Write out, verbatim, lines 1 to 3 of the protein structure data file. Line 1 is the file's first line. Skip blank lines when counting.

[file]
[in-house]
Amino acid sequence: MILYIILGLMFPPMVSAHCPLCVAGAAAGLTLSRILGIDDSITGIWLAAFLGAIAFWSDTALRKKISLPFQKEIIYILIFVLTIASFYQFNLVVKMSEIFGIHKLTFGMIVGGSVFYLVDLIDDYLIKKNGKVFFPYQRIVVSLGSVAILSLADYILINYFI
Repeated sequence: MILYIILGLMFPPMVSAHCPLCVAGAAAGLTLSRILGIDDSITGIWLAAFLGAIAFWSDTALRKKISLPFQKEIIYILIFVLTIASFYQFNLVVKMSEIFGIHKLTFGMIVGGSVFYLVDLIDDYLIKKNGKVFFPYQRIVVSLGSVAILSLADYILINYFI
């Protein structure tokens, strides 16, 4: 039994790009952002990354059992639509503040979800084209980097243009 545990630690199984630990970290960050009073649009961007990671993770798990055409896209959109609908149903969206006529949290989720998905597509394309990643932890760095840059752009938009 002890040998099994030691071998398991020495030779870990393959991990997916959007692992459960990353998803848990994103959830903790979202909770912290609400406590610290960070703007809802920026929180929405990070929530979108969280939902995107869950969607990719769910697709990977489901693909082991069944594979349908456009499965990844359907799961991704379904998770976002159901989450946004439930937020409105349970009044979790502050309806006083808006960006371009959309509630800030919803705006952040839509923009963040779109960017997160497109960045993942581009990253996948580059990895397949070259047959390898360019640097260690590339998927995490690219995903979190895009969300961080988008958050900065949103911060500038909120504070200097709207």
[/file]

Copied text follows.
[in-house]
Amino acid sequence: MILYIILGLMFPPMVSAHCPLCVAGAAAGLTLSRILGIDDSITGIWLAAFLGAIAFWSDTALRKKISLPFQKEIIYILIFVLTIASFYQFNLVVKMSEIFGIHKLTFGMIVGGSVFYLVDLIDDYLIKKNGKVFFPYQRIVVSLGSVAILSLADYILINYFI
Repeated sequence: MILYIILGLMFPPMVSAHCPLCVAGAAAGLTLSRILGIDDSITGIWLAAFLGAIAFWSDTALRKKISLPFQKEIIYILIFVLTIASFYQFNLVVKMSEIFGIHKLTFGMIVGGSVFYLVDLIDDYLIKKNGKVFFPYQRIVVSLGSVAILSLADYILINYFI